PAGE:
When my phone rings with a parent of a teenager, I often hear "my teen is so lazy.” Many parents think of therapy as the "teen fix-it shop." While therapy is very helpful when your teen's behavior has spiraled beyond your ability to handle, here are two tips that can make a huge difference with your teens behavior:
1) Keep an open and respectful relationship with your teen
Don’t play against your teen, find a way to be on their team. You can create more influence by working with your teen. Avoid the typical parental ploy of threats, manipulation, punishment - these get you nowhere, but even more importantly these can be detrimental and push your teen away. Keep feelings of fear, anxiety, and worry in check. While these are normal emotions to experience in the teen years, reacting to your teen out of these feeling will be ineffective.
Remember, your teen is not a lazy good-for-nothing and they are not behaving this way on purpose to make your life miserable. If you start to get worked up and emotionally reactive, try to say to yourself “My teen is just not there yet, they need help figuring it out.” Our job as parents is to help them learn how to be responsible. When you resort to negativity or trying to make a “moral issue” out of your teens behavior, the result may be a defiant teen. Be your teen's cheerleader and see then participate on your team.
2) Incorporate "if then rule" – Grandma’s Principle (you get cookies when…)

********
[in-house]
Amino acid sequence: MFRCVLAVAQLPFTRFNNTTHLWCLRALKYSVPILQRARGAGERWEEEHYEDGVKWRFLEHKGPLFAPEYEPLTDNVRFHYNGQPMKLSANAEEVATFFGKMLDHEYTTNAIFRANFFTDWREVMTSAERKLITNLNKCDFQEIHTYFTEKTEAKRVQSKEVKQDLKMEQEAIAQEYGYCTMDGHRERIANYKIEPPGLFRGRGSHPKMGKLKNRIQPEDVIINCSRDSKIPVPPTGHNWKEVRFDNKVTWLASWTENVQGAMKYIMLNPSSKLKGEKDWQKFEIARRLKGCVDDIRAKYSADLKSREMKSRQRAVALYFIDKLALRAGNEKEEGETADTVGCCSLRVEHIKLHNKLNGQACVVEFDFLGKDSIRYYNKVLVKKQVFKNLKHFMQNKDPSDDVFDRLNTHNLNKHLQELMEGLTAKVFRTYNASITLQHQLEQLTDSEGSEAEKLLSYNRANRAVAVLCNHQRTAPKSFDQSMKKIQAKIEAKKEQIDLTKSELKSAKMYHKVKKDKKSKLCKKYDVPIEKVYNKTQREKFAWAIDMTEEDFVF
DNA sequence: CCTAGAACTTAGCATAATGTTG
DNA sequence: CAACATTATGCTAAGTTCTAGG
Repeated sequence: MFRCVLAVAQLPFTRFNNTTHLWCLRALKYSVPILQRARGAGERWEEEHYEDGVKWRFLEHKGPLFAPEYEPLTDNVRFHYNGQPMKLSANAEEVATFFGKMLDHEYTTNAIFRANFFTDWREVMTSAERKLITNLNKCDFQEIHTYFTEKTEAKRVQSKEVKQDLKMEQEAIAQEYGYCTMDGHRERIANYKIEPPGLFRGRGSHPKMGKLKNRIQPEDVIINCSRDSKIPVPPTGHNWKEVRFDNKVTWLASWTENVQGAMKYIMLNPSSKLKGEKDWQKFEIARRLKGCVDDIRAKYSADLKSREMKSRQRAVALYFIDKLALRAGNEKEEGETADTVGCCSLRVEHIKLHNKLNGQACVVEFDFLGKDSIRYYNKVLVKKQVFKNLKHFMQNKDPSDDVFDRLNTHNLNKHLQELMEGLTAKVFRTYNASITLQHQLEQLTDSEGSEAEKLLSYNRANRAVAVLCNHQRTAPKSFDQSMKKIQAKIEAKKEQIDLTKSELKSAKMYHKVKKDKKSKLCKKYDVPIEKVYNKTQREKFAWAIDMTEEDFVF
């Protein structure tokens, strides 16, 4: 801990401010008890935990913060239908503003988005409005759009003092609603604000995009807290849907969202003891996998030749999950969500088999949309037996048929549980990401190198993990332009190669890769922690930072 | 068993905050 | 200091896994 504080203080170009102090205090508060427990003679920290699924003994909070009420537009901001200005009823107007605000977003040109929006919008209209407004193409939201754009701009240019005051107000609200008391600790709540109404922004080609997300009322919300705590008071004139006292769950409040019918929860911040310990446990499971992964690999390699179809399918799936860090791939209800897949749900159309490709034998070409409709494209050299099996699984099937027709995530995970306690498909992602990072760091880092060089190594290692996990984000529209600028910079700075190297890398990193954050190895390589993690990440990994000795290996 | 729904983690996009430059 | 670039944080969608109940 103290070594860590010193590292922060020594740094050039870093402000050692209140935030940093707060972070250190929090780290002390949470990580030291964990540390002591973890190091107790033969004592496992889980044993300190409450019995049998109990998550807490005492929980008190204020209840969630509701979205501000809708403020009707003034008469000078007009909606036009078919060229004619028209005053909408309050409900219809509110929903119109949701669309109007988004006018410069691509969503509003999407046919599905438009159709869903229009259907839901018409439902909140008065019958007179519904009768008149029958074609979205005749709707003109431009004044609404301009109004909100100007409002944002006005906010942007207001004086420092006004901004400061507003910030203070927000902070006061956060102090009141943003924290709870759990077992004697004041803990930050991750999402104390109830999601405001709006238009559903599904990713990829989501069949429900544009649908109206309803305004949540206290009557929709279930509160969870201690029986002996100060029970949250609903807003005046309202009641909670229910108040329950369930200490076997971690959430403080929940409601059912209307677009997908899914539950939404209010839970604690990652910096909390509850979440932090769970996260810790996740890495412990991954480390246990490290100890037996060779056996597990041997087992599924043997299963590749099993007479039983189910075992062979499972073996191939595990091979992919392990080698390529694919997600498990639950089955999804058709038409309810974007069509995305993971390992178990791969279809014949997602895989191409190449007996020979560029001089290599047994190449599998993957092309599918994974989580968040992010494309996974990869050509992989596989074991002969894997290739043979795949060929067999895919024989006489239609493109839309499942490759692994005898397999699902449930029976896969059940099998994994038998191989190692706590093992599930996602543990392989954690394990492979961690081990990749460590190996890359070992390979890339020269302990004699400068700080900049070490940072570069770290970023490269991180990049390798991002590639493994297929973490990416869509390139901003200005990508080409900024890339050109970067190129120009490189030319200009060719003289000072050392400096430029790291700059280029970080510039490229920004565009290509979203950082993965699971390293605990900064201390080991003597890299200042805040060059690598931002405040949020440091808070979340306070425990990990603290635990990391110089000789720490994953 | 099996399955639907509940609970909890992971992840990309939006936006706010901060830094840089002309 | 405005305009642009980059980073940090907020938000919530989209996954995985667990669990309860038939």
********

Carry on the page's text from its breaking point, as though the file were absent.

As a young girl my grandma taught me this principle with my annual summer visits. My grandma made the best ever oatmeal raisin peanut butter cookies (trust me, they are awesome). Grandma’s rule was – when you pull one patch of weeds in the back yard you can have some cookies. This was an important life lesson of delayed gratification and work equals reward – something that is quickly fading with today’s teenagers and the instant access via social media. As adults we have learned – when we work hard we get a paycheck and maybe a raise at our annual review. We can teach this simple principle with everyday opportunities. For example if your teen plays a sport encourage them, when you practice your game will improve. For example: practice shooting hoops every day, you increase your baskets. Other ways to incorporate this lesson is by saying things like “you can have 2 hours of computer use, when you finish your homework.” OR “When you are done studying you can go to the mall”. OR “When your show me your book report is done, we can discuss what movie to see at the theater this weekend.” Enforce the “if this, then that” rule – be sure to stick to it! Sticking to this rule teaches your teen perseverance and you are helping them learn how to do what their own brain is not yet equipped to do, which is to create the structure for success.